I've called the Daofei "The Disruptor" because its position, durability, and optimal weapon selection make it incredibly good at screwing up your opponent's plans. Whether you make it an Assault Hacker, a longer-ranged Spitfire or HMG, or even a close-range Boarding Shotgun, the Daofei gets up in your opponent's face quickly and effectively. Like all models, it has its weaknesses – a low BTS score and a high fatality rate if not supported properly – but that does not make it any less effective at what it does.
The Daofei does not sit back and wait for the perfect moment. Instead, it utilizes Camouflage and superior range-bands to get in there and make life miserable for your opponent. That is why it is the Disruptor.
Hac Tao – The Bastard
I realize that the title here is a bit vague, but each and every time I've seen the Hac Tao used effectively, it gets called a bastard – or something much worse. This is, in terms of sheer numbers, the foremost Heavy Infantry in Yu Jing's arsenal. It's a fast-moving heavy with the highest stats available for its type (except for Achilles, who is an even bigger bastard), and it sports the incredible TO Camouflage to make your opponent's attempts to deal with it even harder.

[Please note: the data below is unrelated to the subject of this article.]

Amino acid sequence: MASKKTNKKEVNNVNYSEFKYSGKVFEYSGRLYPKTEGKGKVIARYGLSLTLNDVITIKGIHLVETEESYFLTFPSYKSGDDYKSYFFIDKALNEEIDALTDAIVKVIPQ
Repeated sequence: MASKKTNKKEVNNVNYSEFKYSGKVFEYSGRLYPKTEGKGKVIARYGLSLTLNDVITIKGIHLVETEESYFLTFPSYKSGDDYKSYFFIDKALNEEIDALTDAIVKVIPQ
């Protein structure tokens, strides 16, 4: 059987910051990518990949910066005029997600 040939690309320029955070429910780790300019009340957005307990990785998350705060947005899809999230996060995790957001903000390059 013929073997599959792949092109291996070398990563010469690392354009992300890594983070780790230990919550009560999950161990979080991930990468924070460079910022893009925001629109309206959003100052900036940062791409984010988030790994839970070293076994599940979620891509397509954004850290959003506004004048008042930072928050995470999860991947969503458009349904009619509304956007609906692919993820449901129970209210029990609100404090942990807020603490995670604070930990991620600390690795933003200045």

The Hac Tao also has a variety of equipment options to compliment its high stats, and almost every loadout includes a Nanopulsar just to increase the model's combat options. You may not be tempted by the Boarding Shotgun loadout (why minimize your modifiers?), but all of its other guns can reach out and touch someone at respectable distances. The Assault Hacker loadout means that it can claim objectives and surprise-hack people through Repeaters (if you have them), and the fact that it carries a MULTI Rifle (read: Shock ammo) to deal with all those pesky specialists doesn't hurt.
I've called the Hac Tao "The Bastard" because it can be a real thorn in your opponent's side. Its combination of incredibly good stats, useful weapon loadouts, and TO Camouflage mean that your opponent has to invest a lot in killing it. Once you decide to reveal it from its position, that is. It is also exceptionally good at firing from Suppressive Fire, because of its high BS, the insane penalties it confers, and its ability to punish your opponent when you get back to your active turn.